UK Tax Residence: Supreme Court decision in Davies and Gaines-CooperSullivan & Cromwell LLP - October 31, 2011
The UK Supreme Court has handed down its judgment in Davies and Gaines-Cooper, two judicial review cases on the tax residence of individuals. The taxpayers argued that HM Revenue and Customs had said in guidance, and consistently taken the view in practice, that it would treat individuals in their circumstances as not resident in the United Kingdom. HMRC was refusing to apply that treatment, so the court should intervene and hold HMRC to its word. HMRC succeeded in convincing the court that the taxpayers had misunderstood the guidance and that there was no settled practice of the sort the taxpayers claimed.
Why it matters
The guidance itself has now been extensively revised. However, the Supreme Court’s judgment and the litigation leading up to it do raise wider issues.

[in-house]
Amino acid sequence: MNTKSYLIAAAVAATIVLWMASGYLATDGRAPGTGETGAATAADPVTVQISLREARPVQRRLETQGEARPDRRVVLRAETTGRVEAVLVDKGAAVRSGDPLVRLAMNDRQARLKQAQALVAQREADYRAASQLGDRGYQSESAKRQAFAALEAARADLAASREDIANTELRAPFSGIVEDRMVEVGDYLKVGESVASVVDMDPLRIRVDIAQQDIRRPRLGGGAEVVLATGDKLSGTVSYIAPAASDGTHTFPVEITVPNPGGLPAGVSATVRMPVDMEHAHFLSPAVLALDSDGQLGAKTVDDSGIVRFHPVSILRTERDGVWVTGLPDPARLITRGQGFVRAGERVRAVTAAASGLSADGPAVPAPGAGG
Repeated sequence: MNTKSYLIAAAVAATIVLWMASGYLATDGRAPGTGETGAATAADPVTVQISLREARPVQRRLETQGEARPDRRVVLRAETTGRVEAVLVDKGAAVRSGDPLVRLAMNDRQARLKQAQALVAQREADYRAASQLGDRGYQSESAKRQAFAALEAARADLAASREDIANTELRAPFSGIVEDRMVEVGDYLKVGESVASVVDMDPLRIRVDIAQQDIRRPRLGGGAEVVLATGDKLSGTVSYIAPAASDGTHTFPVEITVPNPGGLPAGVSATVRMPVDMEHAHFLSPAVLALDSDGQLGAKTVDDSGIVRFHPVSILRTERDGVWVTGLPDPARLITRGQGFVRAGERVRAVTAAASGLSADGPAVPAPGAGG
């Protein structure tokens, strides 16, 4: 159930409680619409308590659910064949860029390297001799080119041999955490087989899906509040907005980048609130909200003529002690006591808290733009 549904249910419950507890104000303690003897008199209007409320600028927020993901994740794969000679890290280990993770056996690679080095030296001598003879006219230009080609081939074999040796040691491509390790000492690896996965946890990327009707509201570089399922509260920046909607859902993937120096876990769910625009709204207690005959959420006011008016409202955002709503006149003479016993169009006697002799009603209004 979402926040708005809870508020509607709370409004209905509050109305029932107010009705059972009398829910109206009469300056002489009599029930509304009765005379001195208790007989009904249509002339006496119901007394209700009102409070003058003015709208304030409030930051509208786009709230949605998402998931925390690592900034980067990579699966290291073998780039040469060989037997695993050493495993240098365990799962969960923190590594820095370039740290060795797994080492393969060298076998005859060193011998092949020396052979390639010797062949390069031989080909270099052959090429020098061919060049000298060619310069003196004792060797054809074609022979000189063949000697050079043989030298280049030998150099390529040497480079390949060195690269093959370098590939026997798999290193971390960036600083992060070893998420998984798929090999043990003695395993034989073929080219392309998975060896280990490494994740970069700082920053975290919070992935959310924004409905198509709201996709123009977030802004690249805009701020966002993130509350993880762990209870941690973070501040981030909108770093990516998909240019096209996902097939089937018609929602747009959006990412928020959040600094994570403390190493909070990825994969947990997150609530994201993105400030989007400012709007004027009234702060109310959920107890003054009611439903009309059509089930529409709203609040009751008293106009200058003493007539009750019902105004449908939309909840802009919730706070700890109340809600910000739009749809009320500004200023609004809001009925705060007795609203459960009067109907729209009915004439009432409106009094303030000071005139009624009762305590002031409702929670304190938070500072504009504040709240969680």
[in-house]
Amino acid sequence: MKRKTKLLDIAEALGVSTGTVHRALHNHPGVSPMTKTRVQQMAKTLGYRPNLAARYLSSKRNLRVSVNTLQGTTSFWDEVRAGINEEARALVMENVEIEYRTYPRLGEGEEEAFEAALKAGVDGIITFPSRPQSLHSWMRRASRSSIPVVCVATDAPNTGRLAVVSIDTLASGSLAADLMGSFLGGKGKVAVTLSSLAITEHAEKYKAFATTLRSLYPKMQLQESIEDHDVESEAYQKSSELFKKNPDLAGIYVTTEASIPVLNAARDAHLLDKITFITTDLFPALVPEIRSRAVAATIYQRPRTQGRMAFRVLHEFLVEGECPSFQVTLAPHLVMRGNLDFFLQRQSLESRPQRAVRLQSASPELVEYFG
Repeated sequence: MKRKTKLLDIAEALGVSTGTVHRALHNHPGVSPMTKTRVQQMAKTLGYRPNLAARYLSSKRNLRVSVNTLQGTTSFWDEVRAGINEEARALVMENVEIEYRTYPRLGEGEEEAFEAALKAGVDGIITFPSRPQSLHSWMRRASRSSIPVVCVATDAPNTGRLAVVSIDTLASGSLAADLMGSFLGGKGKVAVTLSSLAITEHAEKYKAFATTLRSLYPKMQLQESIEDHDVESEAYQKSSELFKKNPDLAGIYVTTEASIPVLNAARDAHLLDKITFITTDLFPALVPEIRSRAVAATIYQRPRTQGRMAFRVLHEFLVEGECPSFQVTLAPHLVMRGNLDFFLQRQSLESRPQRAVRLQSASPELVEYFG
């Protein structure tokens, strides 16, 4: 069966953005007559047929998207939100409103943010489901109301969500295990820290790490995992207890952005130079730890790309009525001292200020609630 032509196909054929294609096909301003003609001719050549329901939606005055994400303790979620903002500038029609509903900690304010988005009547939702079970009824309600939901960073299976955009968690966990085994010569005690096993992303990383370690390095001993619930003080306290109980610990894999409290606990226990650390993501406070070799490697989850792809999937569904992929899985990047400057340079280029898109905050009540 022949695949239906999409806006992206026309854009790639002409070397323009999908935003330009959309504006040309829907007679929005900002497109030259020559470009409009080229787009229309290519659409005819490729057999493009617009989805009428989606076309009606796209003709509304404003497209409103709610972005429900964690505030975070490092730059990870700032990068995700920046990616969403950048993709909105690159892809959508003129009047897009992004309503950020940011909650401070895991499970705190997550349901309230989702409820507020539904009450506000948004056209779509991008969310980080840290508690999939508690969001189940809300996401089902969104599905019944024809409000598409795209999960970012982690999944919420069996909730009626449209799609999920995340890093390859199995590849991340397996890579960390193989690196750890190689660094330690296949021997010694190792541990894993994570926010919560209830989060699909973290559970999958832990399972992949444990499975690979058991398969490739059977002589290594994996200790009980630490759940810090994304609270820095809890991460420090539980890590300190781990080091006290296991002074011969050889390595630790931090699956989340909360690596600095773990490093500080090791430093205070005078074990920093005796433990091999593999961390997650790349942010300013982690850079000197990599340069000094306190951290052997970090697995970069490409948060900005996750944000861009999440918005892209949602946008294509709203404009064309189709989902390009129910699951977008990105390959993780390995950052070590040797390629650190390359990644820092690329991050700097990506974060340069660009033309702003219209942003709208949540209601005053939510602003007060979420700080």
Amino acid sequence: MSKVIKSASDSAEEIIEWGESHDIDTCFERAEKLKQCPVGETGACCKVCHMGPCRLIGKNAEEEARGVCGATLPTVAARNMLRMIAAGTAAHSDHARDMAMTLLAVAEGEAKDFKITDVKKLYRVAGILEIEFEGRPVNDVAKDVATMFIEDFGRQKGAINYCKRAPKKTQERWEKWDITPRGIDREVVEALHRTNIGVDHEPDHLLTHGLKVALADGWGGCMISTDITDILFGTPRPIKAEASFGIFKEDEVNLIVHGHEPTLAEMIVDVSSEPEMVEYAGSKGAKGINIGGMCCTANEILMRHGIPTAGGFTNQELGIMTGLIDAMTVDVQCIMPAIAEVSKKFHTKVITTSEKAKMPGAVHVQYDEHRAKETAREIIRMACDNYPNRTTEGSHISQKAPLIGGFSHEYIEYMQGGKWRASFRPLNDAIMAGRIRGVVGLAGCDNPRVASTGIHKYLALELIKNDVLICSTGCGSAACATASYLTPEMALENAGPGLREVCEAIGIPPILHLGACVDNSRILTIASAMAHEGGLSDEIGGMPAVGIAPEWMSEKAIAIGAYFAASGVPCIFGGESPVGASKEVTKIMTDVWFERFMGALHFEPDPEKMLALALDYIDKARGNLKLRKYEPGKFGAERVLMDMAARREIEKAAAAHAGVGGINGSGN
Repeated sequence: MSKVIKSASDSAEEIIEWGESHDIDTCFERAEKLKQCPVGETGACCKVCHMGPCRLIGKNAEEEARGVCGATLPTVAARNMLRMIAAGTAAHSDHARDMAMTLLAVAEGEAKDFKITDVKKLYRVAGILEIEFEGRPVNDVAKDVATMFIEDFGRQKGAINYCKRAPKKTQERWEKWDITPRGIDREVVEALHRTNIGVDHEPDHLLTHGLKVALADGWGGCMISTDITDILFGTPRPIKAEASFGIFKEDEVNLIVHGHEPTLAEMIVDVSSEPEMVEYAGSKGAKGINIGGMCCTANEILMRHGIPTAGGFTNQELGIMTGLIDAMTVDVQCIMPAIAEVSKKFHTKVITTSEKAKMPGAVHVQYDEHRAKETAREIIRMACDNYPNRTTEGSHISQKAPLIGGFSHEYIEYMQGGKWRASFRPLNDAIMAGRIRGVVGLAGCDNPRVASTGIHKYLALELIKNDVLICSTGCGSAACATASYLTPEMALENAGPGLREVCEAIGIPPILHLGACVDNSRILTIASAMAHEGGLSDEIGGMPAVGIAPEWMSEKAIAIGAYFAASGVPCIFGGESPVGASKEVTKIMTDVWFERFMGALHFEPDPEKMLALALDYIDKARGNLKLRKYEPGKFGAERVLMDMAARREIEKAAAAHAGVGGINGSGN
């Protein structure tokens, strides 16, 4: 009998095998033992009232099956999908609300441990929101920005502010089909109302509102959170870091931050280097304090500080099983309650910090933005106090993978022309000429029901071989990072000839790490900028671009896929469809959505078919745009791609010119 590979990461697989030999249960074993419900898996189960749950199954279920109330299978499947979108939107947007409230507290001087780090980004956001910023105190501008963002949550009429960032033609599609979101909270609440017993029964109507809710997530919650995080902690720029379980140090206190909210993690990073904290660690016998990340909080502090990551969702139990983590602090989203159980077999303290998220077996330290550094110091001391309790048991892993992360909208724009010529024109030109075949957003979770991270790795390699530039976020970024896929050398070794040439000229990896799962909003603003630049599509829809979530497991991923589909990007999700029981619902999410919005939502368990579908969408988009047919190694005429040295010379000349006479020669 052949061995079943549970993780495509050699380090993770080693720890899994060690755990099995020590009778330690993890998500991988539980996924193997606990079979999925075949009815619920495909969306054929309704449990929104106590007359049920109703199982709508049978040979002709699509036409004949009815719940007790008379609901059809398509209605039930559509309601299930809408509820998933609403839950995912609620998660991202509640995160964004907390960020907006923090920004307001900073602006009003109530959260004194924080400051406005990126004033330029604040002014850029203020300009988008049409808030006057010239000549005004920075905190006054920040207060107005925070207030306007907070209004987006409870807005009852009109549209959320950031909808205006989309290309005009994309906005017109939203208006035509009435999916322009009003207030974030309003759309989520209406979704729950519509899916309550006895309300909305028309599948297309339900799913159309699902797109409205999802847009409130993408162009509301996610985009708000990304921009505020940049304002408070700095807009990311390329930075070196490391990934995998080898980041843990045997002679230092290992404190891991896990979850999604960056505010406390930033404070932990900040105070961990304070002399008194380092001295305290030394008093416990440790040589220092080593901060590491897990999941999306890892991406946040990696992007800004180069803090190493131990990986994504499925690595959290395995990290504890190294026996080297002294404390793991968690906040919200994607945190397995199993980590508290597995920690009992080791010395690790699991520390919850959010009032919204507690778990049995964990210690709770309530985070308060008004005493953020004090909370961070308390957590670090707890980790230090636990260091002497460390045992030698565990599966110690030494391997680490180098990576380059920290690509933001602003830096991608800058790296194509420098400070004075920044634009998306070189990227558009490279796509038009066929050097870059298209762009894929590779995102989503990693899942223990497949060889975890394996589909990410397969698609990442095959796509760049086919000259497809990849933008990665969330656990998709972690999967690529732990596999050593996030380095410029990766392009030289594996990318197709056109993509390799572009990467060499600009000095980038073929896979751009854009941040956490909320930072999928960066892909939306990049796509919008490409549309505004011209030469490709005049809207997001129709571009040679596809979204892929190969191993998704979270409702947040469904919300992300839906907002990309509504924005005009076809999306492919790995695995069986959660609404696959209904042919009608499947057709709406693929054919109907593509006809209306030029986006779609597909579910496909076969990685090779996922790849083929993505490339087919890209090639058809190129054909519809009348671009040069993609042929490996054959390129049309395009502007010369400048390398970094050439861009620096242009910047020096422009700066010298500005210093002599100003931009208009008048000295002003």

- The decision underscores the risks in relying on HMRC guidance and – even more so – any supposed general HMRC practice. It will be an uphill struggle for taxpayers to convince the courts that HMRC has bound itself to take any particular approach.
- The judgment also offers a reminder of the current law on what a taxpayer must do to shed UK-resident status: among other things, the taxpayer must show a distinct break from his or her life in the UK (going abroad to work full-time will often qualify).
- The case points up the pressing need to move to a clearer statutory definition of residence, as the government proposes to do.
- Finally, the litigation has raised points on:
- whether a taxpayer should apply for judicial review of the way HMRC has exercised its discretion before it begins a dispute on the law through an appeal to the Tribunal (in the circumstances, yes); and
- whether the public is entitled under the Civil Procedure Rules to see the skeleton arguments HMRC provides to judges (in general, yes).